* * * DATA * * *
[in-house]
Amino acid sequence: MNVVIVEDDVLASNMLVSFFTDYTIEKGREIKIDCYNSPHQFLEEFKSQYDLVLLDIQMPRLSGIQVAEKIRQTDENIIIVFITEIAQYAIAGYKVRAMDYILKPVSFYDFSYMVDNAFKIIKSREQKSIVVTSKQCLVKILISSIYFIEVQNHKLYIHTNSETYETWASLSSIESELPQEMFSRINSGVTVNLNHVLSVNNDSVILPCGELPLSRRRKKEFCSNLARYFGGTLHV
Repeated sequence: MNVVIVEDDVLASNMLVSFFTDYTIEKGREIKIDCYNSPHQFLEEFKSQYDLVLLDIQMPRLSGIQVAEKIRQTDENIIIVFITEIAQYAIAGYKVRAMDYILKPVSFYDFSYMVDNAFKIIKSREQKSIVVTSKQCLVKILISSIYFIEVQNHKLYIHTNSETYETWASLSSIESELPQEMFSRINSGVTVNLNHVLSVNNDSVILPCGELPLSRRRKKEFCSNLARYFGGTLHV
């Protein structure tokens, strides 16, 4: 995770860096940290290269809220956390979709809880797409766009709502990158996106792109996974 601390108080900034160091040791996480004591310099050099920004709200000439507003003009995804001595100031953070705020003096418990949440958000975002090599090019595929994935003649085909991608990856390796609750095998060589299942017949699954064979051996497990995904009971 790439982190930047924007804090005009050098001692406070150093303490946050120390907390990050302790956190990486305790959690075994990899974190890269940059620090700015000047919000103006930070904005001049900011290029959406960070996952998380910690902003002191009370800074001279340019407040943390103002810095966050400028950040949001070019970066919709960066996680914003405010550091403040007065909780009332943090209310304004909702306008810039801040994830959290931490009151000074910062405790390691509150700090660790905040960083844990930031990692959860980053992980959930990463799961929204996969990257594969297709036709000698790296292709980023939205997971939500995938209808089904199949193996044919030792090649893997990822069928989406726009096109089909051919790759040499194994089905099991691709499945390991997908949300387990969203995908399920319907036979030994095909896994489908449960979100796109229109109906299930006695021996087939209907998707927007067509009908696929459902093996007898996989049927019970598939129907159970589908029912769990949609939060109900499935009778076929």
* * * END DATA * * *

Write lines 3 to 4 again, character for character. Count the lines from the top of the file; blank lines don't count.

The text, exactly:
Repeated sequence: MNVVIVEDDVLASNMLVSFFTDYTIEKGREIKIDCYNSPHQFLEEFKSQYDLVLLDIQMPRLSGIQVAEKIRQTDENIIIVFITEIAQYAIAGYKVRAMDYILKPVSFYDFSYMVDNAFKIIKSREQKSIVVTSKQCLVKILISSIYFIEVQNHKLYIHTNSETYETWASLSSIESELPQEMFSRINSGVTVNLNHVLSVNNDSVILPCGELPLSRRRKKEFCSNLARYFGGTLHV
């Protein structure tokens, strides 16, 4: 995770860096940290290269809220956390979709809880797409766009709502990158996106792109996974 601390108080900034160091040791996480004591310099050099920004709200000439507003003009995804001595100031953070705020003096418990949440958000975002090599090019595929994935003649085909991608990856390796609750095998060589299942017949699954064979051996497990995904009971 790439982190930047924007804090005009050098001692406070150093303490946050120390907390990050302790956190990486305790959690075994990899974190890269940059620090700015000047919000103006930070904005001049900011290029959406960070996952998380910690902003002191009370800074001279340019407040943390103002810095966050400028950040949001070019970066919709960066996680914003405010550091403040007065909780009332943090209310304004909702306008810039801040994830959290931490009151000074910062405790390691509150700090660790905040960083844990930031990692959860980053992980959930990463799961929204996969990257594969297709036709000698790296292709980023939205997971939500995938209808089904199949193996044919030792090649893997990822069928989406726009096109089909051919790759040499194994089905099991691709499945390991997908949300387990969203995908399920319907036979030994095909896994489908449960979100796109229109109906299930006695021996087939209907998707927007067509009908696929459902093996007898996989049927019970598939129907159970589908029912769990949609939060109900499935009778076929």